Triaxus in tow

Maya Jakes

Whenever the orbit of the SWOT satellite starts heading towards us, we roll out a black and yellow rectangular frame called a Triaxus – about the size of a large freezer – and carefully lower it into the Southern Ocean behind CSIRO research vessel (RV) Investigator. Then we tow it, at about 8 knots for at least 18 hours, while the satellite’s radar altimeters are paying attention to the surface of our patch of the ocean. 

The Triaxus is equipped with a host of different sensors to measure the physical properties of the water like temperature, conductivity, pressure and light penetration, as well as biochemical properties such as oxygen, chlorophyll, and nitrate concentrations. The Triaxus has an optical particle counter and an underwater camera so we can watch what it sees from the operations room inside the ship.

Video of the Triaxus being recovered, from the ship and the device itself

Also carried on the Triaxus frame is equipment overseen by Dr Kurt Polzin from Woods Hole Oceanographic Institution. His three-pronged device is a 3-D current meter, like a speed gun for water. With it he hopes to track the micro-turbulence happening inside the water column on a smaller scale that can be detected by a satellite mapping the surface.

Kurt says towing the Triaxus is like flying a drone through the atmosphere, with the current meter trying to detect wind gusts. To make sense of the data gathered by the current meter underwater, the movement of the Triaxus through the ocean has to be taken into account through some mathematical processing which enables any fine-scale turbulence to be defined.

As the Triaxus is towed, it follows a pre-programmed flight plan that allows it to undulate up and down through the top 300m of the water column. It sends data back to the ship in real-time and is constantly monitored by someone on board who can communicate with the Triaxus and control its ‘wings’ to adjust its flight plan.

Data from a Triaxus tow from east to west along the northern edge of the survey area during a SWOT satellite overflight, showing the strong temperature gradient across the polar front and some fine-scale structures in the temperature, salinity and Apparent Oxygen Utilisation (AOU). AOU is related to the oxygen concentration and gives an indication of the time since the water was exposed to the atmosphere (plots: Maya Jakes)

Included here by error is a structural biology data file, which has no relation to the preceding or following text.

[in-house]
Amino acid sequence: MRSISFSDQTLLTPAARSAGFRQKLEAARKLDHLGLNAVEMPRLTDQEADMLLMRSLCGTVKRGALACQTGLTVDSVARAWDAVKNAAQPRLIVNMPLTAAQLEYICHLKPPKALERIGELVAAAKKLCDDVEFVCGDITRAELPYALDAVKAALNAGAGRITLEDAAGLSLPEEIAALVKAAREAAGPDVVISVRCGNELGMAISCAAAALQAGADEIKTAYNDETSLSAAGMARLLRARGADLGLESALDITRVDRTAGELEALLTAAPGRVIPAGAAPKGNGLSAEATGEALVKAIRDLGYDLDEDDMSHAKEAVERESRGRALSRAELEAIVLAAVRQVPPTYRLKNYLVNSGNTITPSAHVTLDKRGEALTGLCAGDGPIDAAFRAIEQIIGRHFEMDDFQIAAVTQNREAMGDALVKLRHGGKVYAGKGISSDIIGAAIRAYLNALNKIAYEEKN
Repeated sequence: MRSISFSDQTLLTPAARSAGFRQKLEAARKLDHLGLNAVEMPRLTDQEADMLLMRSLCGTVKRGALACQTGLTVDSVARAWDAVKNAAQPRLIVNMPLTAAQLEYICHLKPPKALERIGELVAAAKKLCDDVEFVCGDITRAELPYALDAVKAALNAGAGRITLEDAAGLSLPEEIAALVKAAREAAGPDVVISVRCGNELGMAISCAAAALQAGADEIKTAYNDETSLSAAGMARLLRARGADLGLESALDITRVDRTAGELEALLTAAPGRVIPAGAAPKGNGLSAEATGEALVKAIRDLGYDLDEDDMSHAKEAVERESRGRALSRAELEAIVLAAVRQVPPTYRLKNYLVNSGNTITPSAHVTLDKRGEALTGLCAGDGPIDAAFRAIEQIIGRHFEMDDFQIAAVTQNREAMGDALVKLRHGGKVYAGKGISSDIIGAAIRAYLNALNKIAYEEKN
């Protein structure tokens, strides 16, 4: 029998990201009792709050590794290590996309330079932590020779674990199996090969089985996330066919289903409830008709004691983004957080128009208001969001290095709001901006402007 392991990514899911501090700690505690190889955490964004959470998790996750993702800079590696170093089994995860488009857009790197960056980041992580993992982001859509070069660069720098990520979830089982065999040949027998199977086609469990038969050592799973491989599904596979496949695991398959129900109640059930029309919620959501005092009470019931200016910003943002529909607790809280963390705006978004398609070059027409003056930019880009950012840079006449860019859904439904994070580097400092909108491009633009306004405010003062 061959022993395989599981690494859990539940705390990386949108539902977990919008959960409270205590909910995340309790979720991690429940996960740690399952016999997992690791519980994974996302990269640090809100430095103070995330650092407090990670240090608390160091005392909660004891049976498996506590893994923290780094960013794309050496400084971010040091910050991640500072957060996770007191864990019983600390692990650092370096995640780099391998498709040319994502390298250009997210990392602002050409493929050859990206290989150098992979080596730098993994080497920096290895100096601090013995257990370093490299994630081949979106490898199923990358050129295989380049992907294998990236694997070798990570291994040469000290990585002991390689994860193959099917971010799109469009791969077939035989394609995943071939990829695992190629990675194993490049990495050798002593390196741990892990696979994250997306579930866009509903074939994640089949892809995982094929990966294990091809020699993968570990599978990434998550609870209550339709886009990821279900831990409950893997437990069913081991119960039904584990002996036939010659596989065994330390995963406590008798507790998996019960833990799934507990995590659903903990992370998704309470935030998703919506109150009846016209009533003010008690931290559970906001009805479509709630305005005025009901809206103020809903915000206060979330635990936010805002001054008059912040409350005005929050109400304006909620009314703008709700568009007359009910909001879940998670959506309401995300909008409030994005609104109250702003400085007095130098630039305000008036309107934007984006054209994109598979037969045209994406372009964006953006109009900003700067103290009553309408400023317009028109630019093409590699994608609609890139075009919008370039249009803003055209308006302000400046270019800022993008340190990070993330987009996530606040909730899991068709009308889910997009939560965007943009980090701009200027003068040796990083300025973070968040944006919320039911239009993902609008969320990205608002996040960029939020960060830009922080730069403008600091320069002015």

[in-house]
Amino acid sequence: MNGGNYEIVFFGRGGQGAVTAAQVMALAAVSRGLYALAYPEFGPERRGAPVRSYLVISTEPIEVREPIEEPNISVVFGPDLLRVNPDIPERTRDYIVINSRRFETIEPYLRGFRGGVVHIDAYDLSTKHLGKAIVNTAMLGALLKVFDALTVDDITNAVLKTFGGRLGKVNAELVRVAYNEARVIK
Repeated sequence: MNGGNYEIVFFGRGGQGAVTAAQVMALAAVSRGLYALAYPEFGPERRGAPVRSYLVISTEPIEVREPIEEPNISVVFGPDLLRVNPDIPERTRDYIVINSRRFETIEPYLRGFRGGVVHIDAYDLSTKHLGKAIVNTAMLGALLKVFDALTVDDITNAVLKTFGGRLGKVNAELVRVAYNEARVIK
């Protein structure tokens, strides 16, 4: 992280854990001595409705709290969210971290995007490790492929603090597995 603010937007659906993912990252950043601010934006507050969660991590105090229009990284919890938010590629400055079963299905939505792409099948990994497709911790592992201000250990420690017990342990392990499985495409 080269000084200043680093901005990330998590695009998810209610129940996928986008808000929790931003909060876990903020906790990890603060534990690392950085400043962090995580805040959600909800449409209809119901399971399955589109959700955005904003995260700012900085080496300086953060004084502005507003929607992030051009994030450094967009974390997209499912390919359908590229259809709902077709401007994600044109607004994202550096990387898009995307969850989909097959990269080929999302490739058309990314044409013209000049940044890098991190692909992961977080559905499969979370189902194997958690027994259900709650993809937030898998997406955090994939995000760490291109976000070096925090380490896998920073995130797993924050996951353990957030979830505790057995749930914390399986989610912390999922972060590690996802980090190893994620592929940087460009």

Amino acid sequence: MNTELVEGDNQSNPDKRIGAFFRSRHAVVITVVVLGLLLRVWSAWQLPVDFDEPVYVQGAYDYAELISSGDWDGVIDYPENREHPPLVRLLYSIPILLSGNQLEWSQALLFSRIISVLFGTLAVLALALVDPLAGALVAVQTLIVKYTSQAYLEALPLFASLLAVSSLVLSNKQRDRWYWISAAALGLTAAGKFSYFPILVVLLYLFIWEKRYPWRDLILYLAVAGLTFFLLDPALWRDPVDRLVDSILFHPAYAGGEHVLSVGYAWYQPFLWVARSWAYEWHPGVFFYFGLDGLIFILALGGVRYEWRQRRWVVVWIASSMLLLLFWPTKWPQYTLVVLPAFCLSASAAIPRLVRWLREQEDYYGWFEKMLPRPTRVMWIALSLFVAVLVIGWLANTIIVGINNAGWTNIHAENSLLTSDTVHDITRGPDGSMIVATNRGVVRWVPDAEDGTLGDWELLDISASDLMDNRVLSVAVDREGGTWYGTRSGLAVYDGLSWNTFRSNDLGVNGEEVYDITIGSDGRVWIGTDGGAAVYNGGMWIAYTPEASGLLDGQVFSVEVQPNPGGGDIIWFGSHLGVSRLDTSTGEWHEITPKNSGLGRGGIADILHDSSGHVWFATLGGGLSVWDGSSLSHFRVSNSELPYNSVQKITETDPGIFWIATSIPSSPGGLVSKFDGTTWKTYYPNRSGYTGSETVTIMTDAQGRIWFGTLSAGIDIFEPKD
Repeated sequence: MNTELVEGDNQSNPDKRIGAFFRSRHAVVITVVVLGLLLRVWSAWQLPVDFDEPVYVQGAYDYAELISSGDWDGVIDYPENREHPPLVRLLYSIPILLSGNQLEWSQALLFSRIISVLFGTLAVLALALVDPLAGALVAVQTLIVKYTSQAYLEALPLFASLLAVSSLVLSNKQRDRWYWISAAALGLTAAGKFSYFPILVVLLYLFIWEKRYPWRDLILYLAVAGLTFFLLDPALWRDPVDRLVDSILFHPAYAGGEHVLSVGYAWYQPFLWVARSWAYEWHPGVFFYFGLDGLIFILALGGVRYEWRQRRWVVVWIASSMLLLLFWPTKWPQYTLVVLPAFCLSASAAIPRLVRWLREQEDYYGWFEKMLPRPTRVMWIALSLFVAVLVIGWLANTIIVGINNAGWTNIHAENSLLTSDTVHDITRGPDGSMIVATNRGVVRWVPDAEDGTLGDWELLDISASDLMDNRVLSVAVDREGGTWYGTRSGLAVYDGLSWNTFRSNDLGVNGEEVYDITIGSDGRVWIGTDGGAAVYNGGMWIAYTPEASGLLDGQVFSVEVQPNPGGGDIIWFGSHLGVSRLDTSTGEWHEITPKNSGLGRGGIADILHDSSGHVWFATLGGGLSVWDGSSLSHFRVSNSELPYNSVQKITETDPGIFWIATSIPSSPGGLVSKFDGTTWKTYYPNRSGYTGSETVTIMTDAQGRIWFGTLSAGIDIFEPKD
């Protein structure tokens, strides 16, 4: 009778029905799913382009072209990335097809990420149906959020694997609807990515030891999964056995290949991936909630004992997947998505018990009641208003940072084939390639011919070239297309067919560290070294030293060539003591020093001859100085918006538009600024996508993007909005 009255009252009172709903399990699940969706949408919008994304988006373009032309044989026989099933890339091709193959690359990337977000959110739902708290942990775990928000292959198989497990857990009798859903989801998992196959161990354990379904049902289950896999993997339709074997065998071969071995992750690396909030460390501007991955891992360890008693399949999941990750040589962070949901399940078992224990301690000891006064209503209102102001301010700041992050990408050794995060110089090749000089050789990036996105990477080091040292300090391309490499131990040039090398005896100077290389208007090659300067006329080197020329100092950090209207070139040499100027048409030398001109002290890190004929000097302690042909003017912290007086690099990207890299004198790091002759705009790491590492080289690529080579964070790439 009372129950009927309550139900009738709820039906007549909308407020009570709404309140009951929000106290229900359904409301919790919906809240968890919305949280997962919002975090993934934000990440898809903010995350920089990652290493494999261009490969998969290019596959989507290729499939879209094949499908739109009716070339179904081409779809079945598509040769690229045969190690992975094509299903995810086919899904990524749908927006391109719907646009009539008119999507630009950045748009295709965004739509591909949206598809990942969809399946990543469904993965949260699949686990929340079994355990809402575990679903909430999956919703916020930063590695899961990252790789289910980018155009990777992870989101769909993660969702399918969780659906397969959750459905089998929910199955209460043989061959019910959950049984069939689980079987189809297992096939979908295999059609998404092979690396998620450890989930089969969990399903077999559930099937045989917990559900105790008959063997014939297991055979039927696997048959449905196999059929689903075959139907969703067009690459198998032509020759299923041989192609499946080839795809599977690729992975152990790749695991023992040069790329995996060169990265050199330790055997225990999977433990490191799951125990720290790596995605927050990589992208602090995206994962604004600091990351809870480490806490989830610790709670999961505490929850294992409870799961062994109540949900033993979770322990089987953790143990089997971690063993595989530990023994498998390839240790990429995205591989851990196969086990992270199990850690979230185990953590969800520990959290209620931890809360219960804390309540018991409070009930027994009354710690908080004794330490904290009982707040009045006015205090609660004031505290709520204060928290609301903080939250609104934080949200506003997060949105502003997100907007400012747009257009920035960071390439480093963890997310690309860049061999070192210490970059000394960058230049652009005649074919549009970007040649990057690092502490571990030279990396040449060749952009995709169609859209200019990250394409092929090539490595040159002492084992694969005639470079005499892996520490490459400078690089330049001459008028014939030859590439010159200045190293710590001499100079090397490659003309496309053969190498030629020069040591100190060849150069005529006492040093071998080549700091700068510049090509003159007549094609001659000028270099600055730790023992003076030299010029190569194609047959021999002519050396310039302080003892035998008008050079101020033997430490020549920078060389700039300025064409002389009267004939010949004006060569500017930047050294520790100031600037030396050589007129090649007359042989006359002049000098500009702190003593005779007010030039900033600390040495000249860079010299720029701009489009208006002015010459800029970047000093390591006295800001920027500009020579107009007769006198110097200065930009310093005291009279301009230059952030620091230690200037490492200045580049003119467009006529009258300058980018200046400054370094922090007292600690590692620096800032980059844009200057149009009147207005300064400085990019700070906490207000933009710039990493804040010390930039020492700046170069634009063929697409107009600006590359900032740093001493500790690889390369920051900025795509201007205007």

One of the great things about the Triaxus is that it can survey large distances in a short period of time and acquire high-resolution data, immediately visualised on board. We can also identify fine-scale features in the ocean both horizontally and vertically. This makes it an ideal instrument to use in partnership with the SWOT satellite, towing it through the swath mapped from space. Together these highly efficient data-gatherers allow us to relate the fine-scale features measured by the satellite as it passes overhead with the upper ocean features measured by the Triaxus.

During the FOCUS voyage, we have also deployed a number of autonomous instruments, such as floats and gliders, that survey the ocean from the surface down to 1000-2000m. Each of these come with their own set of sensors and capabilities. For example, the floats are designed to drift with the currents as they profile, and therefore help us understand how features in our ocean evolve as they’re carried downstream. However, we have no control over their trajectory and they can also be challenging to interpret, particularly if the oceanic features are evolving rapidly in space and time.

Triaxus data are typically more straightforward to interpret, as it is towed along a straight transect behind the ship and can capture features up to 100km apart all within the same day. It offers a cross-stream view of the ocean that complements the along-stream perspective from the floats and other autonomous instruments. This allows us to put together a three-dimensional understanding of the fine-scale features within this highly energetic part of the ocean.

Maya Jakes is a PhD student at the Institute for Marine and Antarctic Studies, UTAS.

This research is supported by a grant of sea time on RV Investigator from the CSIRO Marine National Facility which is supported by the Australian Government’s National Collaborative Research Infrastructure Strategy (NCRIS).

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